When you’re already paying hundreds of dollars per month for auto insurance, it’s tough to justify the extras. But if you get stranded by the side of the road? You’ll sure wish you had.
Roadside assistance services, which most insurers offer for a few extra dollars per month, usually include vehicle unlocking, fuel delivery, and towing services. Using roadside assistance might come with surcharges like fuel surcharges and long-distance or oversize towing. But fortunately, it won’t impact your auto insurance score, which insurers use to calculate your monthly premium.
Is it worth paying more every month — and perhaps surcharges after you use it — for a policy rider may or may not actually need? Here’s what to consider:
- The age of your vehicle
The single greatest factor in your roadside-assistance decision should be the age of your vehicle. Most car manufacturers offer complimentary roadside assistance for the first few years (or several thousand miles) after purchase. If yours doesn’t — or if that period has passed — use a “5 and 50” rule of thumb: If your car is less than 5 years old and has fewer than 50,000 miles, you’re at relatively low risk of a breakdown.That risk goes up, of course, as your car ages. Brake and suspension issues, both of which can make your car dangerous to drive or inoperable, are two of the most common problems with older cars. Ask a mechanic to check your brakes, suspension, engine, and transmission the next time you take it in for maintenance. If they’re worried about any of those four systems, spend the few extra bucks per month for some peace of mind.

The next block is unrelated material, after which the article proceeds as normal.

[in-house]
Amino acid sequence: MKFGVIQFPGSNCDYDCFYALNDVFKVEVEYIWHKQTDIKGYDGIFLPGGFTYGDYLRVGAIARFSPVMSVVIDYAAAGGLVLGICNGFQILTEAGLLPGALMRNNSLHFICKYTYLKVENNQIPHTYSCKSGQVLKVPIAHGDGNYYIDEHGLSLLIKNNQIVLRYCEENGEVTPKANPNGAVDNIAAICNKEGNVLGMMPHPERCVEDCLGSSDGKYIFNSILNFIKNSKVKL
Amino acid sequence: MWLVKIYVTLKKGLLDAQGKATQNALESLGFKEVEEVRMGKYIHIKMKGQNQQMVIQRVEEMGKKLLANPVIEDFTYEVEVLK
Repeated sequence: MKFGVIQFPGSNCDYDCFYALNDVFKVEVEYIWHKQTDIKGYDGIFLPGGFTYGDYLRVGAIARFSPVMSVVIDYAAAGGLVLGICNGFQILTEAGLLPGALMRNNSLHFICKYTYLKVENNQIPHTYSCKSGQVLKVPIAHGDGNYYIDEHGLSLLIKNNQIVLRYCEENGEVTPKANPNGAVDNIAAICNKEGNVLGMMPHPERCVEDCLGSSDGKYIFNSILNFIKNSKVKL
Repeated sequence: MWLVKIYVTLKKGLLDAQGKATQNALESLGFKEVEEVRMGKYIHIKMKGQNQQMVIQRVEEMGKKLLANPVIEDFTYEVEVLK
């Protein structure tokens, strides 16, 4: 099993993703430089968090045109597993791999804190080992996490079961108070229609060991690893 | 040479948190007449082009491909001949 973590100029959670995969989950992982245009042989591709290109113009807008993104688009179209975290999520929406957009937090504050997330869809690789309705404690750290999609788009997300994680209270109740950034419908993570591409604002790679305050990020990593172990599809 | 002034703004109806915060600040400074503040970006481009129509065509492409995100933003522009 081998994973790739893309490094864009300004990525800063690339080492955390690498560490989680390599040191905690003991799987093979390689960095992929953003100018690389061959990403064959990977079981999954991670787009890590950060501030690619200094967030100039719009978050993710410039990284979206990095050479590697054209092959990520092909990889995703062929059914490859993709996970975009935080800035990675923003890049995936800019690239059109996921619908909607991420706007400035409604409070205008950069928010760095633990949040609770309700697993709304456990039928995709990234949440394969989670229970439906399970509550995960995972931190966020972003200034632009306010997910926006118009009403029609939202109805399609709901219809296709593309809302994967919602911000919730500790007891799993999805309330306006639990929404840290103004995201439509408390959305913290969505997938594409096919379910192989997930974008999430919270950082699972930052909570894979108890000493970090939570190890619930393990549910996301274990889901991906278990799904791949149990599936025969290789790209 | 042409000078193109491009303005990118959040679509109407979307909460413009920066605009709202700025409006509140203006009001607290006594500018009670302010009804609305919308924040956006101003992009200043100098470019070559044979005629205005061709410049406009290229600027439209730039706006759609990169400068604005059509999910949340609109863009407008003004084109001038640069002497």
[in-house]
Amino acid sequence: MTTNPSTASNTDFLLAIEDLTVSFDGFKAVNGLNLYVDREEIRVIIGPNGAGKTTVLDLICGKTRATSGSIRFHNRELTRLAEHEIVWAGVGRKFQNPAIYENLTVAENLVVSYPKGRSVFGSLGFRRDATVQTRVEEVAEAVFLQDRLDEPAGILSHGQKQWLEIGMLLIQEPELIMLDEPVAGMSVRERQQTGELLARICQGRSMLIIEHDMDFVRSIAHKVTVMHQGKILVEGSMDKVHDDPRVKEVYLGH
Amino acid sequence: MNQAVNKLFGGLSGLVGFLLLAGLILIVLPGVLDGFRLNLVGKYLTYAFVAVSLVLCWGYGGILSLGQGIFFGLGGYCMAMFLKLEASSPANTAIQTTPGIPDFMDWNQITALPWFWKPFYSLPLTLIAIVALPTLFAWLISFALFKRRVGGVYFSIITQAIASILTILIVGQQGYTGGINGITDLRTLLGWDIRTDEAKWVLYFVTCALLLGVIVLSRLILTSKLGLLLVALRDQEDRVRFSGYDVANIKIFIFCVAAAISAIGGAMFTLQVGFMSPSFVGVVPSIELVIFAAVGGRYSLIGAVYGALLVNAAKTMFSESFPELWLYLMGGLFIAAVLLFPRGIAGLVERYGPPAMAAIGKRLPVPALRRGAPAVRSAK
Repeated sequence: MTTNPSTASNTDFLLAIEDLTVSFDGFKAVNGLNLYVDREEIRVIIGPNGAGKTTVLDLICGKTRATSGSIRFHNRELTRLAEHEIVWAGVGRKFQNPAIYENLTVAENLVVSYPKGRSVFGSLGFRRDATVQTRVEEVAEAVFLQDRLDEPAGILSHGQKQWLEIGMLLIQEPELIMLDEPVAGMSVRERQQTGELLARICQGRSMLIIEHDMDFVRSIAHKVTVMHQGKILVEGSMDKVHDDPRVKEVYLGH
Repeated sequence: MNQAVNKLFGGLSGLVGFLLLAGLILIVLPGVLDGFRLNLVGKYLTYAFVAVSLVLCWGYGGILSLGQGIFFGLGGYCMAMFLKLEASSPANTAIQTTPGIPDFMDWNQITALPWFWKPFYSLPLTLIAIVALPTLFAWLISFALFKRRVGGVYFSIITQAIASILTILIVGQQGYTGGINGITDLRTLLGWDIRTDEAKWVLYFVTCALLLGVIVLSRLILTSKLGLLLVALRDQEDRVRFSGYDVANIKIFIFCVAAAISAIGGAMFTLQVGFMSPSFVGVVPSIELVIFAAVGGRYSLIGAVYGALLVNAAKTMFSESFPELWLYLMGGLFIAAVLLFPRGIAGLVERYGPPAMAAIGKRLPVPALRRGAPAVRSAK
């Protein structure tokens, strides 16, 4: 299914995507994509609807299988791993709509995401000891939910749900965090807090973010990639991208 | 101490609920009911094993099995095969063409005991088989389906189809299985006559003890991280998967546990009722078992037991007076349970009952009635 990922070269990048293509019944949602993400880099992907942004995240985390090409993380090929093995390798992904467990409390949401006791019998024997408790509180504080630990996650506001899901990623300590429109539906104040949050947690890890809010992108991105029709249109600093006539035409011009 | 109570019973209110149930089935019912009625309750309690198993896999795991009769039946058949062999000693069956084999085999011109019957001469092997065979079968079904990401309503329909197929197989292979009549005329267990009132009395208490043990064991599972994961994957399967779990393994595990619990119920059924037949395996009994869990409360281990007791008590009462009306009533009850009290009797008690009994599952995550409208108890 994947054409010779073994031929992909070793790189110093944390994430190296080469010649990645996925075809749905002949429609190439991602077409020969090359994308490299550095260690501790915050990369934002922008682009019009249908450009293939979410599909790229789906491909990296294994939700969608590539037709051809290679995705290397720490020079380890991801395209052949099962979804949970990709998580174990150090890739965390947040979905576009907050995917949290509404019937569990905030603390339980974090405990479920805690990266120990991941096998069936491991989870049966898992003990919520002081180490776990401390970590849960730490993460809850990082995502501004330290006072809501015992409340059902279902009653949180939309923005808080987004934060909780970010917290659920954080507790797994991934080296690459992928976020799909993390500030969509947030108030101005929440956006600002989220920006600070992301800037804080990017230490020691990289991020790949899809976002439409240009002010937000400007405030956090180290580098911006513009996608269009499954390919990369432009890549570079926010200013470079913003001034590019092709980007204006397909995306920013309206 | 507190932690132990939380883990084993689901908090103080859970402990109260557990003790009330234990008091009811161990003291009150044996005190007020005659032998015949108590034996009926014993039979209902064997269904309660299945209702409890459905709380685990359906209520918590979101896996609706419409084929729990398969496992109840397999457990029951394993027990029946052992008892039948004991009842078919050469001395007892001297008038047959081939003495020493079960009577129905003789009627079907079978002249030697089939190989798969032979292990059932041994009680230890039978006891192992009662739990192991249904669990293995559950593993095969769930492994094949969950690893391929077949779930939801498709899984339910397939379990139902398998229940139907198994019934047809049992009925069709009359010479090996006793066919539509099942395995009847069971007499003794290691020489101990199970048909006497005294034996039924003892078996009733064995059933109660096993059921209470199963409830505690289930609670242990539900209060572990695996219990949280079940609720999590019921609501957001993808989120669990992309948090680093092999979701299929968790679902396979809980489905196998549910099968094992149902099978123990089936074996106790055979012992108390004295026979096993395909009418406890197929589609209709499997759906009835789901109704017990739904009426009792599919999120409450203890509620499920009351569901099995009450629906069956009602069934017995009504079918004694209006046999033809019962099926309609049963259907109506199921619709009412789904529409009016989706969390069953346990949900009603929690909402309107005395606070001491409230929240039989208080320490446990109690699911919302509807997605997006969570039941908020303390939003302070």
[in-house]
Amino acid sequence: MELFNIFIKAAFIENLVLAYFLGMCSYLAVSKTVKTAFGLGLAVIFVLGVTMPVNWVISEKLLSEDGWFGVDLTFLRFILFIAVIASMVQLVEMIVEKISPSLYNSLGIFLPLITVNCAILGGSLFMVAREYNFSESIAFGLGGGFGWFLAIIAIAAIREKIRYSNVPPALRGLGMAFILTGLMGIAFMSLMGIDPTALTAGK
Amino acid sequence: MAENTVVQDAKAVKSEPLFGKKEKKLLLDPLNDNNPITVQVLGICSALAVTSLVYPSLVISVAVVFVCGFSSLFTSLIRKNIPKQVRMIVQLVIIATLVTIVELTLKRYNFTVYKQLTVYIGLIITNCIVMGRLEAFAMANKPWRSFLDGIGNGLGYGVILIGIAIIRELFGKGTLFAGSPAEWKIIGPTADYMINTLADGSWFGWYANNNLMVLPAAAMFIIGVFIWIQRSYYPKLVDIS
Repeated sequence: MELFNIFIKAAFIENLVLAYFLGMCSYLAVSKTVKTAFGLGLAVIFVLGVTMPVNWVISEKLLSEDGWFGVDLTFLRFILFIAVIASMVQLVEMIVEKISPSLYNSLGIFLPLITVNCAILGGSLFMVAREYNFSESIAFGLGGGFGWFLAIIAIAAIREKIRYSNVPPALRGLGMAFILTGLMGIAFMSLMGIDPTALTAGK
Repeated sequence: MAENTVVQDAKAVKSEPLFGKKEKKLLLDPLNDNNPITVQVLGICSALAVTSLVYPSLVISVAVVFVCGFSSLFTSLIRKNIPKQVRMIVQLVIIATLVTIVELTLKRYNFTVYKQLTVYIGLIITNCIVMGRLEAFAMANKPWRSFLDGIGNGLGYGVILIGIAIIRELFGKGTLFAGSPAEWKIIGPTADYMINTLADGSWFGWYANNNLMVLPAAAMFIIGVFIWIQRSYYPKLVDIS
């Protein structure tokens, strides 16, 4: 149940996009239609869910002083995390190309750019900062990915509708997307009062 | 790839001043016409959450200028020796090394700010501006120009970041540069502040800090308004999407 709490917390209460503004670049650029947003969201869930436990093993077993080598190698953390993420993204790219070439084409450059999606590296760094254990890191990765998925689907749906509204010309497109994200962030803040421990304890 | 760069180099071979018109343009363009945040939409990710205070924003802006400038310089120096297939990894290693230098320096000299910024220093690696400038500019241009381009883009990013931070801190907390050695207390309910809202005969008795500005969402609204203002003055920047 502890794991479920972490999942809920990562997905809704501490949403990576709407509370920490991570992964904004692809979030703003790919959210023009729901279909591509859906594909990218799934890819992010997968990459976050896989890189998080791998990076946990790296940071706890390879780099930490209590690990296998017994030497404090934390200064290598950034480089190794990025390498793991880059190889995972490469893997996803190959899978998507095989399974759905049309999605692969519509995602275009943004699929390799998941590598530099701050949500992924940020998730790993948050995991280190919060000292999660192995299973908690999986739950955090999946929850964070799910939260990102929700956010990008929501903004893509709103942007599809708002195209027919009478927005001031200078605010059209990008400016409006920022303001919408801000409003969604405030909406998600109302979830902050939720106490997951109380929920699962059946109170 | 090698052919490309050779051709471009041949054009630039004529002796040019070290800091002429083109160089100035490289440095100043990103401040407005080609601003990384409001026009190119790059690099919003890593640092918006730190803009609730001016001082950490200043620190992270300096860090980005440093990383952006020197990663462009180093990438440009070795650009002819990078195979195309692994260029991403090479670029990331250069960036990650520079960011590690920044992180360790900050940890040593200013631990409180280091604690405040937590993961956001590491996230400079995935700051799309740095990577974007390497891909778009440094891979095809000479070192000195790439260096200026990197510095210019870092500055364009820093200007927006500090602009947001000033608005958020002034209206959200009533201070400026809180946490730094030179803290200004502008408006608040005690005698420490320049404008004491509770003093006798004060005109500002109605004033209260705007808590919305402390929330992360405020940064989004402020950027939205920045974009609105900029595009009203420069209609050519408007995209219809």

- Your commute
The average American’s commute, at 26.9 minutes each way, is longer than it’s ever been. Assuming you work a 5-days-per-workweek, 50-workweeks-per-year job, that’s more than 224 hours per year on the road. If you drive that much to a job that forbids late arrivals, it’s probably smart to spring for roadside assistance.
Don’t just consider time on the road, either. Do you drive on highways or interstates, where a roadside crash is more dangerous? Do you the roads you use have a shoulder, where you can park your car without impeding traffic? Are the roads you take covered in potholes, which can increase the chances of a tire blowout or suspension damage? Often, it’s the roads themselves that make roadside assistance a good move.
- Your credit card
You might not think to look inside your wallet — except to count bills, that is — when shopping for roadside assistance, but some credit cards offer roadside assistance as a perk. Before paying your insurer more money each month, call your card issuer to ask whether you’re already covered.
If you use an American Express or Visa Signature card, you automatically receive the benefit. Mastercard offered it as a “core benefit” until 2014, after which it made roadside assistance an option that banks could pay to add. Most major banks, including U.S. Bank, Citi, Chase, Capital One, and Wells Fargo, still do on all but their secured and student credit cards.
- Your personal and family situation
If you’re a single guy in his physical prime, you may be making the right move by declining roadside assistance. But if you fall into any number of other categories, you may want to think about the possibility of sitting or walking for hours alongside a rural road at night.
Nearly every car owner suffers a breakdown at least once in their life. If you need assistance in the middle of nowhere, you may not have cell service. You could walk until you find it or wait for another driver to stop, but that leaves you awfully vulnerable.
You may never need roadside assistance, but that’s true of any insurance policy. For a few extra dollars each month, it could save you a serious headache. Whether that’s worth it, however, is up to you.
Should You Pay for Roadside Assistance? Here’s How to Decide.,